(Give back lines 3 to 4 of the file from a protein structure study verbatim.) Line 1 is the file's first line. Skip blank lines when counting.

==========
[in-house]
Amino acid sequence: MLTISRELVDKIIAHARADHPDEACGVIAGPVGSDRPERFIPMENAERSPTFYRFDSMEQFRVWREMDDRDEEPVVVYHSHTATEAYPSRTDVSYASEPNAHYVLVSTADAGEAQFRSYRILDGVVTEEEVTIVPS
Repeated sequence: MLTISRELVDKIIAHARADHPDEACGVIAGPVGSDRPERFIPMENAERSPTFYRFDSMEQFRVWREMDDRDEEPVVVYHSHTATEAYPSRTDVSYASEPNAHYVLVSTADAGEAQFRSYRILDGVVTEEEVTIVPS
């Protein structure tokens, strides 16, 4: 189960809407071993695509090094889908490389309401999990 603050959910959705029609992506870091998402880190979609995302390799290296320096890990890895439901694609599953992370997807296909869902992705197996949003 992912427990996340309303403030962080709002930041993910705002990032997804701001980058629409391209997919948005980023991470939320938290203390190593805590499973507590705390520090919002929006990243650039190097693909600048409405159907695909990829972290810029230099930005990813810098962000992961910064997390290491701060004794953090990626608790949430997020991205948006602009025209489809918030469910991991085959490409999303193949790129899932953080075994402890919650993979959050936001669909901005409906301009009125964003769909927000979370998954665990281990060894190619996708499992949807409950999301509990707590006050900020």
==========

Repeated sequence: MLTISRELVDKIIAHARADHPDEACGVIAGPVGSDRPERFIPMENAERSPTFYRFDSMEQFRVWREMDDRDEEPVVVYHSHTATEAYPSRTDVSYASEPNAHYVLVSTADAGEAQFRSYRILDGVVTEEEVTIVPS
């Protein structure tokens, strides 16, 4: 189960809407071993695509090094889908490389309401999990 603050959910959705029609992506870091998402880190979609995302390799290296320096890990890895439901694609599953992370997807296909869902992705197996949003 992912427990996340309303403030962080709002930041993910705002990032997804701001980058629409391209997919948005980023991470939320938290203390190593805590499973507590705390520090919002929006990243650039190097693909600048409405159907695909990829972290810029230099930005990813810098962000992961910064997390290491701060004794953090990626608790949430997020991205948006602009025209489809918030469910991991085959490409999303193949790129899932953080075994402890919650993979959050936001669909901005409906301009009125964003769909927000979370998954665990281990060894190619996708499992949807409950999301509990707590006050900020």